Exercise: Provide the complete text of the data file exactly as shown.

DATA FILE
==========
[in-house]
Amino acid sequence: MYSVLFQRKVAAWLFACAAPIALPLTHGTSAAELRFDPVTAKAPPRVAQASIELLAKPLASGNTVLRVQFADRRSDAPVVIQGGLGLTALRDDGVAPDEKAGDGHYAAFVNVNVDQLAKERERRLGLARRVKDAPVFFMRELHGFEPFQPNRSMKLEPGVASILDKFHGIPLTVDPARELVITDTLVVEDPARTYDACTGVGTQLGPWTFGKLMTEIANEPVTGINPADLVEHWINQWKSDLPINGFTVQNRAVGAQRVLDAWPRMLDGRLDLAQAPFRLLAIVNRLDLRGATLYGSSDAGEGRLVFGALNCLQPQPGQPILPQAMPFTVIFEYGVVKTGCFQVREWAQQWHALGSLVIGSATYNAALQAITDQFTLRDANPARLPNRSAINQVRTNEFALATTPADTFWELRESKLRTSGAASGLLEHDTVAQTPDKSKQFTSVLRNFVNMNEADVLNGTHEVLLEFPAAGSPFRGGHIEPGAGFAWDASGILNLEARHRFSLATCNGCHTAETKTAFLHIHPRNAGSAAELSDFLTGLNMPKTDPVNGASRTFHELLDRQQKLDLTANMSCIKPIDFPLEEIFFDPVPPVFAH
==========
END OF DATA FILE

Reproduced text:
[in-house]
Amino acid sequence: MYSVLFQRKVAAWLFACAAPIALPLTHGTSAAELRFDPVTAKAPPRVAQASIELLAKPLASGNTVLRVQFADRRSDAPVVIQGGLGLTALRDDGVAPDEKAGDGHYAAFVNVNVDQLAKERERRLGLARRVKDAPVFFMRELHGFEPFQPNRSMKLEPGVASILDKFHGIPLTVDPARELVITDTLVVEDPARTYDACTGVGTQLGPWTFGKLMTEIANEPVTGINPADLVEHWINQWKSDLPINGFTVQNRAVGAQRVLDAWPRMLDGRLDLAQAPFRLLAIVNRLDLRGATLYGSSDAGEGRLVFGALNCLQPQPGQPILPQAMPFTVIFEYGVVKTGCFQVREWAQQWHALGSLVIGSATYNAALQAITDQFTLRDANPARLPNRSAINQVRTNEFALATTPADTFWELRESKLRTSGAASGLLEHDTVAQTPDKSKQFTSVLRNFVNMNEADVLNGTHEVLLEFPAAGSPFRGGHIEPGAGFAWDASGILNLEARHRFSLATCNGCHTAETKTAFLHIHPRNAGSAAELSDFLTGLNMPKTDPVNGASRTFHELLDRQQKLDLTANMSCIKPIDFPLEEIFFDPVPPVFAH